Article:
My “Beautiful” Hair

Sophie and I played “hair salon” today. I sit on the floor of her room while she brushes and puts barrettes in her dolls’ hair, waiting my turn. When my turn comes she tries to brush it but quickly becomes frustrated, because of the curls. Then she sticks some barrettes near the bottom of my hair, says “It’s beautiful!” and then I get up and finish cleaning the kitchen.

Except today, I forgot about the barrettes.

Three hours later, I took Sophie to ballet and hip hop at the Y.

It wasn’t until the kids’ bath, when Andy walked up behind me and started tugging on a barrette, asking “What’s this about?” that I remembered.

“My mother had a great deal of trouble with me, but I think she enjoyed it.” —Mark Twain

My Kitchen Salon

We often make bread in the bread machine. And mix milk and whipping cream together to make our own half-and-half. And we try, we really try, to never eat out but by never I mean at least once a week at around 6pm we look at each other, exhausted, and we look at the kids, screaming, and we go out.

We have our indulgences. We’ve given things up. And while I don’t think I could ever give up my haircuts with Nicholena at Mitchell’s Salon & Day Spa (see her at the Northgate location, especially if you have curly hair—she’s amazing), I did agree to give up professionally dyed hair purely for budgetary reasons.

Only recently has my mom encountered a few gray hairs on her head. My head, though, has hundreds of them. I’d like to blame my children but she had three children, too, and taught a classroom full of kindergartners for 30 years so I don’t know why she’s just now going gray and I’m long past the plucking stage.

I can’t dye my own hair. I’ve never tried, but I know it would be disastrous. I’m not good with hair. It took me a long time to discover product for my own hair (and my hair needs product). My friend Greg once asked me to cut his hair with seemingly fail-proof clippers in college. He ended up with a bald spot on the back of his head. My sister asked me to dye her hair in high school. I still feel bad about the red streaks that resulted.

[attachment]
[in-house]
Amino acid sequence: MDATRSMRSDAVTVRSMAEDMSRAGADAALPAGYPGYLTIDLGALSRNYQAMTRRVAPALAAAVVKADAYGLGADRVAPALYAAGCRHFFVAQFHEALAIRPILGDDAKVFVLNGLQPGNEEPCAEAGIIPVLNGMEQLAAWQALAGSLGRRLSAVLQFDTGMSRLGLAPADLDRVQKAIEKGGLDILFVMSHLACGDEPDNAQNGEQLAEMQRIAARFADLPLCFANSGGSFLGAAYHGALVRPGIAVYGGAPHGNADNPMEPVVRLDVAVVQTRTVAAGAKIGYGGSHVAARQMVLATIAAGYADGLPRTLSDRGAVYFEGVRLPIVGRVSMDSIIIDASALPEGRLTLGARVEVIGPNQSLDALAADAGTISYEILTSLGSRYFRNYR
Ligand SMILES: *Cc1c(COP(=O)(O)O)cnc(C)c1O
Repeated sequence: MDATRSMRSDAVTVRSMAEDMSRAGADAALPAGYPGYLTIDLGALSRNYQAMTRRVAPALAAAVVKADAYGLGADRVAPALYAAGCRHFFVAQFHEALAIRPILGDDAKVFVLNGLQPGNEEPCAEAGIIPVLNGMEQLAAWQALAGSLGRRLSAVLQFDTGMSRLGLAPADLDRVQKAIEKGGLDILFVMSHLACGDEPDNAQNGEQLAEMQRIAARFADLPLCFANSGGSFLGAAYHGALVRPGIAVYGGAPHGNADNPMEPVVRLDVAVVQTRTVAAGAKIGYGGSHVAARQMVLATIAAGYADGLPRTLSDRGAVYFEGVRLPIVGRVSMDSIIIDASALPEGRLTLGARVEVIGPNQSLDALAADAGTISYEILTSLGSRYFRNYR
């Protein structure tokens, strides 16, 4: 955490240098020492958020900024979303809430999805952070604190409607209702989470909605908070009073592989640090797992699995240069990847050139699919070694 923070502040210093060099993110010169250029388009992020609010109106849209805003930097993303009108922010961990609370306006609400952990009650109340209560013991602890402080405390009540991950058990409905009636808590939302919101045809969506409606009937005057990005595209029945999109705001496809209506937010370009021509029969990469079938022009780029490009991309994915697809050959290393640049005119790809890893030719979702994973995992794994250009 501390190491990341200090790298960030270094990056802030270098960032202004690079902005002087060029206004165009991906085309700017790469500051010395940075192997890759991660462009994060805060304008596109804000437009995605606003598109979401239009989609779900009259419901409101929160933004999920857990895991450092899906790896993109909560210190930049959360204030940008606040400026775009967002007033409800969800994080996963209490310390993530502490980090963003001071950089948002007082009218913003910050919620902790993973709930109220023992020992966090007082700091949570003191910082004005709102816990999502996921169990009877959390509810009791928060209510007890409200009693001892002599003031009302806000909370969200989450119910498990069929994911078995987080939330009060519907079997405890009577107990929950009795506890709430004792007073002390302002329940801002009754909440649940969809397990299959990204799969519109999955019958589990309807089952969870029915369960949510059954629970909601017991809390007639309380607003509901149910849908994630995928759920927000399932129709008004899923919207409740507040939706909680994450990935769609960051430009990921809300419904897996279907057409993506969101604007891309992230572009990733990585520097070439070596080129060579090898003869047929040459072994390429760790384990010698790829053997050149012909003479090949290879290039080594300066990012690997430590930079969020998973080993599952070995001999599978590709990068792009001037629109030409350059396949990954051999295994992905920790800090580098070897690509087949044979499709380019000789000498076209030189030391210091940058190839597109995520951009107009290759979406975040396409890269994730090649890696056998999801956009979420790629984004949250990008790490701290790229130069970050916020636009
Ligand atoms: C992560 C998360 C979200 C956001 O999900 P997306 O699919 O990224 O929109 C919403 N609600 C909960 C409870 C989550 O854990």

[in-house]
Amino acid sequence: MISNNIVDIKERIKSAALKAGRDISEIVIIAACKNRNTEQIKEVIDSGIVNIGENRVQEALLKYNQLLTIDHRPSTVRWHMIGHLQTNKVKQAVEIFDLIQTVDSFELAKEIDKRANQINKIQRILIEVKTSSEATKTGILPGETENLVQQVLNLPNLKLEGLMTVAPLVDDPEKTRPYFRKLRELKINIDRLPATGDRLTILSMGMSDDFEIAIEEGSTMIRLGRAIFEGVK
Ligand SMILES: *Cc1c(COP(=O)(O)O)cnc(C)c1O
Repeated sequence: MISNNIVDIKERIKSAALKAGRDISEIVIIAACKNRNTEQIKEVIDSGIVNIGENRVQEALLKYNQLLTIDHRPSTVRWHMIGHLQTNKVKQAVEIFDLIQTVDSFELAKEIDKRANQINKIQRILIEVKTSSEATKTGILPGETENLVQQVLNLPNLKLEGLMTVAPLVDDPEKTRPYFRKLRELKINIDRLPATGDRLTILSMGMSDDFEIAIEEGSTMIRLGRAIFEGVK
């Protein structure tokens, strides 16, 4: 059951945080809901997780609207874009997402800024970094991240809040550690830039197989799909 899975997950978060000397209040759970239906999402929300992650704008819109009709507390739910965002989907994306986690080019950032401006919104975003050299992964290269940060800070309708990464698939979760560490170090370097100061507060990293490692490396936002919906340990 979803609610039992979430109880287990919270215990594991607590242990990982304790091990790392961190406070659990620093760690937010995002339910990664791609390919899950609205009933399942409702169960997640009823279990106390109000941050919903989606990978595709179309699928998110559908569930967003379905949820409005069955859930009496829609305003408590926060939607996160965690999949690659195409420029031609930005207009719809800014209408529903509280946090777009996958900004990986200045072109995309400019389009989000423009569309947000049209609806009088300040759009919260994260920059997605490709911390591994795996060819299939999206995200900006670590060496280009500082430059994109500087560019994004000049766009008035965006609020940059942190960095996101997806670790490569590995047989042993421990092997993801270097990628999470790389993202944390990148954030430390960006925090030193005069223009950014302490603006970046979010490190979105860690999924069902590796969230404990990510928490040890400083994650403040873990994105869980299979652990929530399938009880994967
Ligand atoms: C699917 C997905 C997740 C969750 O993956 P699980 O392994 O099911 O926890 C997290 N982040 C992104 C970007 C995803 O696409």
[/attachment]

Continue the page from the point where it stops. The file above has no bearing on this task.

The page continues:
So Andy and I made an agreement: I would stop having my hair professionally dyed and he would dye it for me.

And that’s what we do.

I like to pretend I hate it. My kitchen is not a fancy salon. In fact, it’s not even a fancy kitchen, what with its laminate, muddy brown floor and 1980s cabinetry and chipped laminate countertop. Every few months I pull one of the cheap Ikea chairs the kids use at our dining room table and scoot it next to the dishwasher. I grab an old towel—the same towel we use for Tucker’s muddy paws, sick kids and large spills—and, after taking off my shirt, I wrap it around myself securing it with a wooden clothespin. I pour a glass of wine and while the dishwasher cleans the night’s dinner plates next to me, I debate: Garnier Nutrisse Dark Brown or Feria Deeply Brown.

Andy weighs in, takes a picture of the top of my head with his cell phone so I can see the difference between the previous color and my roots. We decide. He opens the box and fights with the plastic gloves designed for women. I note the brown bananas on the plate on the counter and consider making banana bread. He pierces the “colorant” tube and squeezes its contents into the “developer” bottle. I look at the paper-plate ghost Sophie made in preschool, hanging on the refrigerator. It’s December, I think. I should switch that ghost out for the Christmas crafts she’s bringing home. He opens the “fruit oil concentrate” and adds it to the mix. I try to guess what the crumb is underneath my bare foot.